Roosevelt asked Congress to pass the Wagner Act
and Social Security to build support among
workers and older Americans.
35
Section 2
Reforms for Workers and the Elderly (cont.)
  • In July 1935 Congress passed the National Labor
    Relations Act (also called the Wagner Act), which
    guaranteed workers the right to organize unions
    and to bargain collectively.
  • Congress also set up the National Labor Relations
    Board (NLRB).
  • The Wagner Act set up a process called binding
    arbitration.

36
Section 2
Reforms for Workers and the Elderly (cont.)
  • The Committee for Industrial Organization (CIO)
    set out to organize unions that included all
    workers, skilled and unskilled, in a particular
    industry.
  • Union organizers used new tactics, such as the
    sit-down strike.
  • By using a sit-down strike, the United Auto
    Workers (UAW) became one of the most powerful
    unions in the U.S.

Union Membership, 19331940
37
Section 2
Reforms for Workers and the Elderly (cont.)
  • In 1938 the CIO changed its name to the Congress
    of Industrial Organizations and became a
    federation of industrial unions.
  • After passing the Wagner Act, Congress began work
    on one of Americas most important pieces of
    legislationthe Social Security Act.
  • Although Social Security helped many people, it
    initially left out many of the neediestfarm and
    domestic workers.

38
Section 2
Reforms for Workers and the Elderly (cont.)
  • Social Security did establish the principle that
    the federal government should be responsible for
    those who, through no fault of their own, were
    unable to work.

39
Section 3
Roosevelts Second Term
Roosevelt was easily reelected, but the New Deal
lost momentum during his second term due to his
court-packing plan and a new recession.
40
Section 3
Roosevelts Second Term (cont.)
  • Since the Civil War, African Americans had been
    reliable Republican voters.
  • However, in the 1930s, they became just one part
    of a new Democratic coalition that included
    farmers, industrial workers, African Americans,
    new immigrants, ethnic minorities, women,
    progressives, and intellectuals.

41
Section 3
Roosevelts Second Term (cont.)
  • African Americans and women made some modest
    gains during the New Deal.
  • The president appointed several African Americans
    to positions in his administration, where they
    informally became known as the Black Cabinet.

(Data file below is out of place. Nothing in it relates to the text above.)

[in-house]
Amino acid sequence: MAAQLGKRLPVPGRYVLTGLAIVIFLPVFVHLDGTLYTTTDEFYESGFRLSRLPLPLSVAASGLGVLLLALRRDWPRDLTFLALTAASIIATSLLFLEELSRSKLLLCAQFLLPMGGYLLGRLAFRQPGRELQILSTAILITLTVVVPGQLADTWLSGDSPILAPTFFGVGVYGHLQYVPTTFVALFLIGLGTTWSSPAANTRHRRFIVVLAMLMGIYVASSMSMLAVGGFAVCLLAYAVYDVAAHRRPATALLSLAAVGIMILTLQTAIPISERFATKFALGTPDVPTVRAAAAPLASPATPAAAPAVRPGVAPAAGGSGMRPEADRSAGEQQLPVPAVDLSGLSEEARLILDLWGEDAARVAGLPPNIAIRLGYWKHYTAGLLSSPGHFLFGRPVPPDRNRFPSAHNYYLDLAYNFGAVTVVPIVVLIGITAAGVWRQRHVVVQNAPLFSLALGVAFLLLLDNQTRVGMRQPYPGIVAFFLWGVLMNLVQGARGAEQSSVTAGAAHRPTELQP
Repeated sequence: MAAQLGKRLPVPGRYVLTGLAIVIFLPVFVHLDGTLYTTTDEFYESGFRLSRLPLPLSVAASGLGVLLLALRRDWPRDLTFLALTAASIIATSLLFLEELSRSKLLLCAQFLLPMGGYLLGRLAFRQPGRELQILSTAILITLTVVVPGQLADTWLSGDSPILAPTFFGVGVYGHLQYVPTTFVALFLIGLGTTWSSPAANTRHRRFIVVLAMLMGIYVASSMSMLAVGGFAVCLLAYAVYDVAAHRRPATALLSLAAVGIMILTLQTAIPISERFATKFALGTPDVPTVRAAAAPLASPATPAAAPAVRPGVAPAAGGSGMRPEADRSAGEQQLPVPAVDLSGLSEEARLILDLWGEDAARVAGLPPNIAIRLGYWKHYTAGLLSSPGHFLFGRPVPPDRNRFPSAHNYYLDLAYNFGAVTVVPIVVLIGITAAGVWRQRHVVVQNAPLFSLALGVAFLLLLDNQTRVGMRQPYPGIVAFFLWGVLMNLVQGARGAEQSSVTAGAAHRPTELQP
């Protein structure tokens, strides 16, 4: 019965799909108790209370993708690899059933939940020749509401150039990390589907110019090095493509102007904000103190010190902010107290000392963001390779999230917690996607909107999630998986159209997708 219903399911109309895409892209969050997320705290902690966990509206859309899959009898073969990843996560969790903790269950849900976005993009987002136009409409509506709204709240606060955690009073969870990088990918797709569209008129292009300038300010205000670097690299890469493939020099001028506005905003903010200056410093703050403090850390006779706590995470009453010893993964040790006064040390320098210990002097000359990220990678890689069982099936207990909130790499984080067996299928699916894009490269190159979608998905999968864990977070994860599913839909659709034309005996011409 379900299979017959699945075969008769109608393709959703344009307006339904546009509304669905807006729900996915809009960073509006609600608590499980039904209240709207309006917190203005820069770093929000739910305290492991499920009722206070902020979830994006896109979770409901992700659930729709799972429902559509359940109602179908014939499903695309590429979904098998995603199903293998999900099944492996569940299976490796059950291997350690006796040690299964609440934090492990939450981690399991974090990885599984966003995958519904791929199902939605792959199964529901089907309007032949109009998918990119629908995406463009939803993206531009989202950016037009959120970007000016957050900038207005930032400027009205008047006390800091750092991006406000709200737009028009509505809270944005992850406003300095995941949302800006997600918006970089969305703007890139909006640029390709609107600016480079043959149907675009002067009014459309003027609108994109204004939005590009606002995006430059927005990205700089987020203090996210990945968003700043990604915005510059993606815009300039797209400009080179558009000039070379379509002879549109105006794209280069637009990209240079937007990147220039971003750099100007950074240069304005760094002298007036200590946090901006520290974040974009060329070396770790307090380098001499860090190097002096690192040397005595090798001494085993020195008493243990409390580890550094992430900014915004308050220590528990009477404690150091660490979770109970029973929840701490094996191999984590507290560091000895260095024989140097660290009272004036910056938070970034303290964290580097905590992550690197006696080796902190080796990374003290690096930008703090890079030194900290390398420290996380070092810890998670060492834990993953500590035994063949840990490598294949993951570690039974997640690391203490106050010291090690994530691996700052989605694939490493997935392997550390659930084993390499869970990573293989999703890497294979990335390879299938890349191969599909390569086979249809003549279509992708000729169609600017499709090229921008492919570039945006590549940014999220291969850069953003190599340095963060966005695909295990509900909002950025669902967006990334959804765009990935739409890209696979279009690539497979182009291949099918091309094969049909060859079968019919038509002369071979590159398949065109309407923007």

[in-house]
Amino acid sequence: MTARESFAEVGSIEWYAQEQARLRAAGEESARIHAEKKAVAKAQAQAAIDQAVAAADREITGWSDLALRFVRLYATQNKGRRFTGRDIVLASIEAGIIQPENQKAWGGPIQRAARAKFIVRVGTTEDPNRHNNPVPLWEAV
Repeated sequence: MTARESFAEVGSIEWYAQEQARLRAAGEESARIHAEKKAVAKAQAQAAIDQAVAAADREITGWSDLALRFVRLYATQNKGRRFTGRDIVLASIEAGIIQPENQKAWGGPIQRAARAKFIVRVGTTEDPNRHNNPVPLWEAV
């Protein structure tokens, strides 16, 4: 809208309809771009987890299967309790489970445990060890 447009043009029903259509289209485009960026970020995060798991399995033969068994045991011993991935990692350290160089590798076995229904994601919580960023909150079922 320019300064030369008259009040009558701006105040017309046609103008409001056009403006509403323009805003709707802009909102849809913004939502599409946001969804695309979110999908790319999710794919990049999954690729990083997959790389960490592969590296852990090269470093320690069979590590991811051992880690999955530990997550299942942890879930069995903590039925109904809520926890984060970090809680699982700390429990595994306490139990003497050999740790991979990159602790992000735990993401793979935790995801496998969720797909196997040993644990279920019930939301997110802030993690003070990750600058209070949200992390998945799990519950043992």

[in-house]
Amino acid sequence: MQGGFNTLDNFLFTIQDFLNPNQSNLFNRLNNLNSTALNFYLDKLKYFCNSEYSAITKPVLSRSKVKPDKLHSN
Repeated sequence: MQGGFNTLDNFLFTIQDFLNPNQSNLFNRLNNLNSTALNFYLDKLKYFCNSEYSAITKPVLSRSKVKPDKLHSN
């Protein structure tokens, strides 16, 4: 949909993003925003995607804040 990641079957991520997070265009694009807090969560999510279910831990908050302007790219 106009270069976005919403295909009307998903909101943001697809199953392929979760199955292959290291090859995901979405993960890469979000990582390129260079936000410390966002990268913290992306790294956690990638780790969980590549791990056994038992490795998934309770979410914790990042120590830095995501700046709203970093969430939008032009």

• FDR appointed the first woman to a cabinet post,
    Secretary of Labor Frances Perkins, and appointed
    many other women to lower-level posts.

42
Section 3
Roosevelts Second Term (cont.)
  • In the election of 1936 the Republicans nominated
    Alfred Landon.
  • Roosevelt swept to victory in one of the largest
    landslides in American history
  • Although many people supported the New Deal, the
    Supreme Court saw things differently.
  • In March 1937 Roosevelt sent Congress a bill to
    increase the number of justices.

43
Section 3
Roosevelts Second Term (cont.)
  • The court-packing plan, as the press called it,
    was FDRs first serious political mistake.
  • The Senate quietly killed the bill without
    bringing it to a vote.
  • Roosevelt still achieved his goal of changing the
    Courts view of the New Deal.

44
Section 3
Roosevelts Second Term (cont.)
  • In 1937 Roosevelts reputation again suffered
    when unemployment suddenly surged.
  • The recession of 1937 led to a debate inside
    Roosevelts administration.
  • Treasury Secretary Henry Morgenthau favored
    balancing the budget and cutting spending.

45
Section 3
Roosevelts Second Term (cont.)
  • Harry Hopkins, head of the WPA, and Harold Ickes,
    head of the PWA, pushed for more government
    spending using a new theory called Keynesianism
    to support their arguments.
  • Keynesianism was based on the theories of an
    influential British economist named John Maynard
    Keynes.

46
Section 3
Roosevelts Second Term (cont.)
  • According to Keynesian economics, FDR had done
    the wrong thing when he cut back programs in 1937.
  • Finally, in the spring of 1938, with no recovery
    in sight, Roosevelt asked Congress for money for
    the PWA, the WPA, and other programs.

47
Section 3
First Lady Eleanor Roosevelt demonstrated strong
sympathies toward which group? A. Native
Americans B. Unskilled workers C. African
Americans D. Immigrants
  1. A
  2. B
  3. C
  4. D

48
Section 3
The New Deal Ends
The New Deal expanded federal power over the
economy and established a social safety net.
49
Section 3
The New Deal Ends (cont.)